A second bailout in three years will give Japanese electronics conglomerate Sharp some breathing space, but analysts warn the company may not be out of the woods just yet.
"It's going to be very difficult for them to survive in five years," Tradewinds managing director Peter Boardman told CNBC. And the failure to reinvent itself "will wipe out equity investors," he said.
Beleaguered Sharp has stumbled from one crisis after another for the past four years, as cut throat competition wiped out profits at its core business of the day, from televisions to liquid crystal display (LCD) panels for mobile devices.
On Thursday, its creditor banks again pulled the company back from the brink of insolvency, but the accompanying restructuring plan offered few signs that Sharp has learnt any lessons from its on-going crisis.
Investors were not impressed and dumped the stock. Its share price fell 8.50 percent in morning trade on Friday, and the stock has lost nearly 70 percent of its value after posting three annual losses in four years.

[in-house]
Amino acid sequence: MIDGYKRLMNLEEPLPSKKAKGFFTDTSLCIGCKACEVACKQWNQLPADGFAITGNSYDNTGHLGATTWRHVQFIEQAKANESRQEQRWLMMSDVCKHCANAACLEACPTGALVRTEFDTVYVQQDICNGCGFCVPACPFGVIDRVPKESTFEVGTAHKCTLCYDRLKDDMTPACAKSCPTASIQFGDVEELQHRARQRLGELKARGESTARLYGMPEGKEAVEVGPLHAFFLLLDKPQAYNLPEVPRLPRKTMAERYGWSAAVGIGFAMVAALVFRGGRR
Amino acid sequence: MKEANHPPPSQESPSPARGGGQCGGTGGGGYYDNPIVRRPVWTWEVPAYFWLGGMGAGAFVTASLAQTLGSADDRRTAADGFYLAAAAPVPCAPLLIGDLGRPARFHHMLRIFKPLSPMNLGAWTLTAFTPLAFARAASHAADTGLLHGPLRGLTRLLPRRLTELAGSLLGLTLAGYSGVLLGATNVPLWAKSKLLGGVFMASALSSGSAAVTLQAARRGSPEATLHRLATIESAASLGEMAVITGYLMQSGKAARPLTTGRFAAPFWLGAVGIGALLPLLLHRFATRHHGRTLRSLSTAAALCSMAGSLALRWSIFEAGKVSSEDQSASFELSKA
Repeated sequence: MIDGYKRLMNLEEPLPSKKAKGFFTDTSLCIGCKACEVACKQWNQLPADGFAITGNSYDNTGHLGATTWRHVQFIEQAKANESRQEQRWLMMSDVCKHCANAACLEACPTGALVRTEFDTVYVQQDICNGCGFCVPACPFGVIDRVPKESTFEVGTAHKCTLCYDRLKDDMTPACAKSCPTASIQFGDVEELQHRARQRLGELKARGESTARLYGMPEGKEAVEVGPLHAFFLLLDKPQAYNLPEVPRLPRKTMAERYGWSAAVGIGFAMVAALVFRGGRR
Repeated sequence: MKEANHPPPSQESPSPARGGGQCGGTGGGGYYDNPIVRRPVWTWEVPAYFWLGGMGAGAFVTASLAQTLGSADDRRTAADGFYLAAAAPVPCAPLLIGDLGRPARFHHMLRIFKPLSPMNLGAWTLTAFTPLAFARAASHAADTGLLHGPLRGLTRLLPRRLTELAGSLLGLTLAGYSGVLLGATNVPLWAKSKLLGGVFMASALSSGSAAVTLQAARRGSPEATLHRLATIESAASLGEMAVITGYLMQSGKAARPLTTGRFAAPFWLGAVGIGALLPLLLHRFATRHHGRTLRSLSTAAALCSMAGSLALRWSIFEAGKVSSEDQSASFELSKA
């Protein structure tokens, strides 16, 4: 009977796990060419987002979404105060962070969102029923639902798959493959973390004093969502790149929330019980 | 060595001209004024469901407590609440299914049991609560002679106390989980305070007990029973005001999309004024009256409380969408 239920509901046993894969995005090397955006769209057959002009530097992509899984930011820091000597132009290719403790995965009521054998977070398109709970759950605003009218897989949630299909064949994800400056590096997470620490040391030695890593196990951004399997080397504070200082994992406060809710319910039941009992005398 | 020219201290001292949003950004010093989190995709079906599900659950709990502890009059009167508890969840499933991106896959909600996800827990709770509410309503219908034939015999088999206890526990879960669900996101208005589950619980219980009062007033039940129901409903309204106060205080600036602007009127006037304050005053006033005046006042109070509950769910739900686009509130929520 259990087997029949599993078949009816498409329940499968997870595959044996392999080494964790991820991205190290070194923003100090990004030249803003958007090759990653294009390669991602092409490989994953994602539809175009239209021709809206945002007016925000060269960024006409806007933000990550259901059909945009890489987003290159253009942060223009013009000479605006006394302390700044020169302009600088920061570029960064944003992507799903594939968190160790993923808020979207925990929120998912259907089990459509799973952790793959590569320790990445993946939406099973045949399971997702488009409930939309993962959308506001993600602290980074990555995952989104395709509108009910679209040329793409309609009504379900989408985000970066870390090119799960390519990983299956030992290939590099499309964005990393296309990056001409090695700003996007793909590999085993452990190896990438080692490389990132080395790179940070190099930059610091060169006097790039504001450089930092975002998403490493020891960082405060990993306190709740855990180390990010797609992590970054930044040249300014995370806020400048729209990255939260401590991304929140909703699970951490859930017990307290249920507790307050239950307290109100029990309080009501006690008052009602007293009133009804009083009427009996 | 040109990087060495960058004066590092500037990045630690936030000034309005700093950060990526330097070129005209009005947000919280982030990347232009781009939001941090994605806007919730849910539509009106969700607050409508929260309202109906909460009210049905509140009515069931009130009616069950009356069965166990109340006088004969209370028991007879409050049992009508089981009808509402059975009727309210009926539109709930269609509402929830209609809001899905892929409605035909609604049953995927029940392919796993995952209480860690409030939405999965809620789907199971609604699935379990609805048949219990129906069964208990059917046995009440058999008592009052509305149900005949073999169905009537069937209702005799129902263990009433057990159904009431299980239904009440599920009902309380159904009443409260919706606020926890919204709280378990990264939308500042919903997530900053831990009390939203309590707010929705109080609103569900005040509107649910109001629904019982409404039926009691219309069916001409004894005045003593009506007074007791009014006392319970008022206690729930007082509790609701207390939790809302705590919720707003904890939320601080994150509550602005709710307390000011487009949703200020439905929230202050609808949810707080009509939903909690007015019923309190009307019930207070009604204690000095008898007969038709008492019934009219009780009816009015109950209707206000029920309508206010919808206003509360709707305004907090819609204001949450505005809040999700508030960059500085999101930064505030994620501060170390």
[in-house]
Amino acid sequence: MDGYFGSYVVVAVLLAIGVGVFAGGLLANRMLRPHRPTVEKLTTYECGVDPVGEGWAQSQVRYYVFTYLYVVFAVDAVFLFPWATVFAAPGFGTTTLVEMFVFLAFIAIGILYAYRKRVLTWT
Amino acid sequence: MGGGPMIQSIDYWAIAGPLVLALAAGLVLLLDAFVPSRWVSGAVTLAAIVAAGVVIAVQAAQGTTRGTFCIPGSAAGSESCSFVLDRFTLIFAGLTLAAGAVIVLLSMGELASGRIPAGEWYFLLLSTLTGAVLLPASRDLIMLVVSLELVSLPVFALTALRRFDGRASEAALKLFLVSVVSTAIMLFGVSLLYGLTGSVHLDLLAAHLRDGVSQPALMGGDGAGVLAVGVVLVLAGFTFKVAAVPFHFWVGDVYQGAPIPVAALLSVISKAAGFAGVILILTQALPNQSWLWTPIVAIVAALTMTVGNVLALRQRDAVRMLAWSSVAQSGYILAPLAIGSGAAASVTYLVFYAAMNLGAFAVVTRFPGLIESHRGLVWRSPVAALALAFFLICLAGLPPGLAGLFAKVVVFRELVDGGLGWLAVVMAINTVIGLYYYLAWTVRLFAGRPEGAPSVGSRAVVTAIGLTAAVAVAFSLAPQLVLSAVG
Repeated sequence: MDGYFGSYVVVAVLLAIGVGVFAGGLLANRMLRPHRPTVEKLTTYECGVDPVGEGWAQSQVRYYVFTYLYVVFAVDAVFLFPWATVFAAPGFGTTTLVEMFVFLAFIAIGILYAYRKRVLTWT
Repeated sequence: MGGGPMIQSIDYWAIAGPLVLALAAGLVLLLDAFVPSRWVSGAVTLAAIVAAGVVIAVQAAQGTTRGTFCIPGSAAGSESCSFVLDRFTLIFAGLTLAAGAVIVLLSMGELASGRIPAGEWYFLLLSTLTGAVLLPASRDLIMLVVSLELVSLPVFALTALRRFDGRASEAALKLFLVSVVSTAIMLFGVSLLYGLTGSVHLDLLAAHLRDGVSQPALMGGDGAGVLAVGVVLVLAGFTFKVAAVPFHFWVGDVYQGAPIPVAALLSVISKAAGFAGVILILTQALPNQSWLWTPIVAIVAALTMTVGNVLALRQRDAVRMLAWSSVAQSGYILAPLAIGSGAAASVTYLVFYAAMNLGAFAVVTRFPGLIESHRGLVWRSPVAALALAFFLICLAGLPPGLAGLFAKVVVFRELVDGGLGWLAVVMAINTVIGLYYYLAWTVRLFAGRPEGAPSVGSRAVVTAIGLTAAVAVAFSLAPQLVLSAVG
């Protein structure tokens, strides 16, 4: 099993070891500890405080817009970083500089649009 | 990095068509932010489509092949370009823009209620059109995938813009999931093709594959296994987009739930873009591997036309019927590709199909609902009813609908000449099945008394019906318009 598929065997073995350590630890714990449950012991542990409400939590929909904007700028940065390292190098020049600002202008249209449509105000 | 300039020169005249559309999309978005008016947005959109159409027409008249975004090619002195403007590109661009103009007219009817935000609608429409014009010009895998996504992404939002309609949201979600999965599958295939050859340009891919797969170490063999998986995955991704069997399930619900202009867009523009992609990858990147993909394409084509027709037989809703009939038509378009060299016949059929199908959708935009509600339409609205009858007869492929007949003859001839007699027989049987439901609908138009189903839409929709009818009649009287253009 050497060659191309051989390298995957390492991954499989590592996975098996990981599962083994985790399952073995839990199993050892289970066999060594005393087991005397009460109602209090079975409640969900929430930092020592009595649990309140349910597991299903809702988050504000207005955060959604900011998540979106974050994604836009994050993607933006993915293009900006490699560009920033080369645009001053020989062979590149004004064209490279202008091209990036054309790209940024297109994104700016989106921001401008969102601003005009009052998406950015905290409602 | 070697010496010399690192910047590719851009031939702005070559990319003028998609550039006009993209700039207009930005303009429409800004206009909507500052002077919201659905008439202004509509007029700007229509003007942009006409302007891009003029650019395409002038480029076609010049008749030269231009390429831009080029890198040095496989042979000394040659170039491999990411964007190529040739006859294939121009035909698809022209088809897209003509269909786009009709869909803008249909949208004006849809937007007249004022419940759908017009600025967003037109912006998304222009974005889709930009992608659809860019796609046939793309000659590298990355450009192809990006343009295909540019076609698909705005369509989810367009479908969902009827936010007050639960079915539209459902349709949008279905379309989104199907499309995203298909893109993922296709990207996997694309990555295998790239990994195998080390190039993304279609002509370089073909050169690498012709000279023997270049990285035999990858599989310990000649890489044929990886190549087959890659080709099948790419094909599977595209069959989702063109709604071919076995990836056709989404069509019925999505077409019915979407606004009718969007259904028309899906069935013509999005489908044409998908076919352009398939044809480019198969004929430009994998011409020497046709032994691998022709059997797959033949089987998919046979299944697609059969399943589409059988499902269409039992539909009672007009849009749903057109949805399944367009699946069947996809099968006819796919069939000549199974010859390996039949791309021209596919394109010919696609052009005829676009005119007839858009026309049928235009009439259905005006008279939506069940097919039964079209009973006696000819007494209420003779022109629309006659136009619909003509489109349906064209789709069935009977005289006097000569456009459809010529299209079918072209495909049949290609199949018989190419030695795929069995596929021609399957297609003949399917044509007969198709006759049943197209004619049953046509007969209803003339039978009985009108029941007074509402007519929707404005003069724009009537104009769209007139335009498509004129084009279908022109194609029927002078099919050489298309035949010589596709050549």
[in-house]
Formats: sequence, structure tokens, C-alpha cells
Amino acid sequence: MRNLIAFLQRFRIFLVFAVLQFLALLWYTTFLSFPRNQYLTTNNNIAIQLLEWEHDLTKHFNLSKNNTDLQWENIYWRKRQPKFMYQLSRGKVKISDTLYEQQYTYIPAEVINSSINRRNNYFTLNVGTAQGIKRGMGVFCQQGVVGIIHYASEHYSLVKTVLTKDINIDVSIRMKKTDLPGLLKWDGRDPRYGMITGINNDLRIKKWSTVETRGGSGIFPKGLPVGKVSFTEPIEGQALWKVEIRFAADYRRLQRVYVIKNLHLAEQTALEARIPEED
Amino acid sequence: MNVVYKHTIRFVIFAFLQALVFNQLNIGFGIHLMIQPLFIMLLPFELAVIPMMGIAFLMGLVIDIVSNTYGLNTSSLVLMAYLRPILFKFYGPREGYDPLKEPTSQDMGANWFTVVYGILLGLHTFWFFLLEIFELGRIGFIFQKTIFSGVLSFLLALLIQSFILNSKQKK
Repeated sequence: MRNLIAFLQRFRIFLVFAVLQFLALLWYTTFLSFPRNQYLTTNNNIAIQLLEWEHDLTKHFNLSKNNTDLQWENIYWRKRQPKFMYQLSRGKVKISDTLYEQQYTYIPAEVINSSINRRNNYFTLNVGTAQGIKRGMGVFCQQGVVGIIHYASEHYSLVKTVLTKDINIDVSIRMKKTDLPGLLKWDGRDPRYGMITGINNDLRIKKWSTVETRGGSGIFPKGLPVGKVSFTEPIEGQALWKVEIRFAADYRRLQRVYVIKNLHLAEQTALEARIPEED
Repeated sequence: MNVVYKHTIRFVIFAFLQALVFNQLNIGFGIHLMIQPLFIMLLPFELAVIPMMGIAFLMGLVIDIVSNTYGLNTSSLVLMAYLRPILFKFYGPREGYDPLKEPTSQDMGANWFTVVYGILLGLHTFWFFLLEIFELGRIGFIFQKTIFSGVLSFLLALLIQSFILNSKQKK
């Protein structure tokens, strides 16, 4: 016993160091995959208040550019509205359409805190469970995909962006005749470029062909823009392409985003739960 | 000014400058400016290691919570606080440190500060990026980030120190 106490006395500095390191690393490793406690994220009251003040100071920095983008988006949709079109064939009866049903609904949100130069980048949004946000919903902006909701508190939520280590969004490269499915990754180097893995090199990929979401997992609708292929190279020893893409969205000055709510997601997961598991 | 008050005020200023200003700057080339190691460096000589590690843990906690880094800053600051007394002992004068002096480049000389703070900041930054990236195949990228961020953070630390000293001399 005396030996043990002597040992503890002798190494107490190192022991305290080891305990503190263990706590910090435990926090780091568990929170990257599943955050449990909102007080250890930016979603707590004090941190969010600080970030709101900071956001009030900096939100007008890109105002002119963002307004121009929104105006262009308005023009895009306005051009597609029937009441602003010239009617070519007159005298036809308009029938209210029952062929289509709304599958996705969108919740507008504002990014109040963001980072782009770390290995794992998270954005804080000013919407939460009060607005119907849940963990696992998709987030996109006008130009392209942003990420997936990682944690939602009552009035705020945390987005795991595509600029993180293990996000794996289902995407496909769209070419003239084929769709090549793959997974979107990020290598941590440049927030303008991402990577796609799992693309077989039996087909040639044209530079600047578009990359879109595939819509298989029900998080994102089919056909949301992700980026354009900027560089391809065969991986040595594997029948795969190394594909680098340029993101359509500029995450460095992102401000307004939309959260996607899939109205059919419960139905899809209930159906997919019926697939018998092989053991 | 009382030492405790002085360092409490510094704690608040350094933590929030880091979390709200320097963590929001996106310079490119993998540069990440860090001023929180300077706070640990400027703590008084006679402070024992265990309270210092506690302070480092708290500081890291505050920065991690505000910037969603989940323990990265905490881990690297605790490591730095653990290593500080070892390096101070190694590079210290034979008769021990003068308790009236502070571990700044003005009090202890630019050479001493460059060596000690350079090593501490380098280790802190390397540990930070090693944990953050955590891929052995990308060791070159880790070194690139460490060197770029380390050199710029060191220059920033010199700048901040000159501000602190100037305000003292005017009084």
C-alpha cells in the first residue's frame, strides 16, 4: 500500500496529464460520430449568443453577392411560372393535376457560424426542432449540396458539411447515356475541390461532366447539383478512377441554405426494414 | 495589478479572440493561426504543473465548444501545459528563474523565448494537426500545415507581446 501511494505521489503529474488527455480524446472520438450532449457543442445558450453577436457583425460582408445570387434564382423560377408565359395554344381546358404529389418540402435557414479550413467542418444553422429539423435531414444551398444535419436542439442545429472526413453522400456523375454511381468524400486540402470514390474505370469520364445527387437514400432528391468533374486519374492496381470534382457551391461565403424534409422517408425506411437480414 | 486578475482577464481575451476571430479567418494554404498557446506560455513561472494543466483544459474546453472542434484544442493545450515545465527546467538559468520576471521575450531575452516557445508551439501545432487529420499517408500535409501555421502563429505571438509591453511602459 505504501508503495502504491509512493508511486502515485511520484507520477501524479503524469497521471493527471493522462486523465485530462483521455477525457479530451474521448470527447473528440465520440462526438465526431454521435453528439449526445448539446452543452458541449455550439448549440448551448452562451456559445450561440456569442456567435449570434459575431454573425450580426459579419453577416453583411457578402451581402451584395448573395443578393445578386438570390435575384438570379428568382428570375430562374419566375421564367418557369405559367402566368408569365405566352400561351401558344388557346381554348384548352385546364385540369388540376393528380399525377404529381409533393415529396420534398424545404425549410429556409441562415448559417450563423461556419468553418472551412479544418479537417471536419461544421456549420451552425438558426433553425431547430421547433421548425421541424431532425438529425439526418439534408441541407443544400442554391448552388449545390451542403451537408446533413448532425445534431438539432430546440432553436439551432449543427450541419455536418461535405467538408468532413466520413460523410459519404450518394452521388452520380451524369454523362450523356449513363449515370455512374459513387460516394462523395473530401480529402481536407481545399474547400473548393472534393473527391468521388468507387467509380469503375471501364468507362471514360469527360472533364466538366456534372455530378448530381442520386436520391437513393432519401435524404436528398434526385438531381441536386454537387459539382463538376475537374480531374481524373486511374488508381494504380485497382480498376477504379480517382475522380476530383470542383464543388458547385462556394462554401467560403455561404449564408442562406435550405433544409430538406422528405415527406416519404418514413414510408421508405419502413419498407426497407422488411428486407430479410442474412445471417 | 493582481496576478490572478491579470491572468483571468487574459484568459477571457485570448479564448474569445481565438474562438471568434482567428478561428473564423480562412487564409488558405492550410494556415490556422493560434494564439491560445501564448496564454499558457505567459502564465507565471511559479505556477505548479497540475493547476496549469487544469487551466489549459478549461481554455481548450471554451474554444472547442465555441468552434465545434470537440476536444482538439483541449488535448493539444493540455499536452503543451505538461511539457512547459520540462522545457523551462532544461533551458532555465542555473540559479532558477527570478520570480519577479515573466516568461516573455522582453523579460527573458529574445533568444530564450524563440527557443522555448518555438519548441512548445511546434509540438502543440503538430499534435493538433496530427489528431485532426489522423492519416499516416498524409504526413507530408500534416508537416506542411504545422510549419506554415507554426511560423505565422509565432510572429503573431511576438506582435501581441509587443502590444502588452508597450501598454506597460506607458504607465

"Sharp is beyond a fix," Jefferies analyst Atul Goyal said in a note on Thursday. "If Sharp does not turn around, losses will mount and equity value will be almost zero," he said.
So long, common stock
The latest bailout will buy the company some time, but will be painful for shareholders.
The 200 billion yen ($1.68 billion) rescue package will take the form of a preferred share issuance to its main banks, Mitsubishi UFJ and Mizuho, and heavily dilute existing shareholders – by up to 139.4 percent, according to Jefferies' Goyal.